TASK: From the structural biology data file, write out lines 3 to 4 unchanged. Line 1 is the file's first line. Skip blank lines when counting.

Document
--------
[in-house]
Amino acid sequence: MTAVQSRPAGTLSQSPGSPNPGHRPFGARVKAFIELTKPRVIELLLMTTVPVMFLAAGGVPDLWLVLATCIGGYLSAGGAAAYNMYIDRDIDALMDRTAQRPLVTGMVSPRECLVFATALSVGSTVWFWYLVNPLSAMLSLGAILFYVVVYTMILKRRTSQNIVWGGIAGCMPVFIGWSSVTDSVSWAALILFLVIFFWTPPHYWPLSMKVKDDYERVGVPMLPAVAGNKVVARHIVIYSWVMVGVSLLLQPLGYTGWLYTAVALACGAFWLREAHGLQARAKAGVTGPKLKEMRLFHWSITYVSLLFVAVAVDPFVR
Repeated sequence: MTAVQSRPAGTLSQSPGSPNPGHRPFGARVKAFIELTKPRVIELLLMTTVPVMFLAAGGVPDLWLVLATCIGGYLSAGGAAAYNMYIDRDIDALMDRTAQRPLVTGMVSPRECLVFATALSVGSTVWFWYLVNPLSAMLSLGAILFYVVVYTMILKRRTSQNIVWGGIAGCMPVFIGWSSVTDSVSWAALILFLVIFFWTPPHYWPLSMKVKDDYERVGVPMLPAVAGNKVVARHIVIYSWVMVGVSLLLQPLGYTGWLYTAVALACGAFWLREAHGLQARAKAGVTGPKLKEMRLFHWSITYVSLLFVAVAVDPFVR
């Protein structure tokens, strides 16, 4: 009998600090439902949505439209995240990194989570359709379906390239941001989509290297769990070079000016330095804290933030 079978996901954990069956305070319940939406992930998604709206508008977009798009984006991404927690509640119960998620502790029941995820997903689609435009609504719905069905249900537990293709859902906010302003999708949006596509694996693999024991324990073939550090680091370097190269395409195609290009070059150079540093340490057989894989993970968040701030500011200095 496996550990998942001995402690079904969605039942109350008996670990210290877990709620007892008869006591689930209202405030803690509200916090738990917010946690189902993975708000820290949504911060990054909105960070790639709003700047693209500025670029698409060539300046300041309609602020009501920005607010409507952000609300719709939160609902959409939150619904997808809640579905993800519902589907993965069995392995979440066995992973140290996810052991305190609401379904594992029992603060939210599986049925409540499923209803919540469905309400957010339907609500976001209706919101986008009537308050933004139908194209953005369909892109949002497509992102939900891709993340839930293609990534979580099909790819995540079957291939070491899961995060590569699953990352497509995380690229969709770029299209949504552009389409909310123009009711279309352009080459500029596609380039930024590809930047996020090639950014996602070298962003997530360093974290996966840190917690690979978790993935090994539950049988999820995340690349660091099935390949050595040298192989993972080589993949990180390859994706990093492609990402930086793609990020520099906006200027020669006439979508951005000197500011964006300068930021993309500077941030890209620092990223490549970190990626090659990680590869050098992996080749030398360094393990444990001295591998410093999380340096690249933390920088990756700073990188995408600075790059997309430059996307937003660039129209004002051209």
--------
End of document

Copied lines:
Repeated sequence: MTAVQSRPAGTLSQSPGSPNPGHRPFGARVKAFIELTKPRVIELLLMTTVPVMFLAAGGVPDLWLVLATCIGGYLSAGGAAAYNMYIDRDIDALMDRTAQRPLVTGMVSPRECLVFATALSVGSTVWFWYLVNPLSAMLSLGAILFYVVVYTMILKRRTSQNIVWGGIAGCMPVFIGWSSVTDSVSWAALILFLVIFFWTPPHYWPLSMKVKDDYERVGVPMLPAVAGNKVVARHIVIYSWVMVGVSLLLQPLGYTGWLYTAVALACGAFWLREAHGLQARAKAGVTGPKLKEMRLFHWSITYVSLLFVAVAVDPFVR
């Protein structure tokens, strides 16, 4: 009998600090439902949505439209995240990194989570359709379906390239941001989509290297769990070079000016330095804290933030 079978996901954990069956305070319940939406992930998604709206508008977009798009984006991404927690509640119960998620502790029941995820997903689609435009609504719905069905249900537990293709859902906010302003999708949006596509694996693999024991324990073939550090680091370097190269395409195609290009070059150079540093340490057989894989993970968040701030500011200095 496996550990998942001995402690079904969605039942109350008996670990210290877990709620007892008869006591689930209202405030803690509200916090738990917010946690189902993975708000820290949504911060990054909105960070790639709003700047693209500025670029698409060539300046300041309609602020009501920005607010409507952000609300719709939160609902959409939150619904997808809640579905993800519902589907993965069995392995979440066995992973140290996810052991305190609401379904594992029992603060939210599986049925409540499923209803919540469905309400957010339907609500976001209706919101986008009537308050933004139908194209953005369909892109949002497509992102939900891709993340839930293609990534979580099909790819995540079957291939070491899961995060590569699953990352497509995380690229969709770029299209949504552009389409909310123009009711279309352009080459500029596609380039930024590809930047996020090639950014996602070298962003997530360093974290996966840190917690690979978790993935090994539950049988999820995340690349660091099935390949050595040298192989993972080589993949990180390859994706990093492609990402930086793609990020520099906006200027020669006439979508951005000197500011964006300068930021993309500077941030890209620092990223490549970190990626090659990680590869050098992996080749030398360094393990444990001295591998410093999380340096690249933390920088990756700073990188995408600075790059997309430059996307937003660039129209004002051209």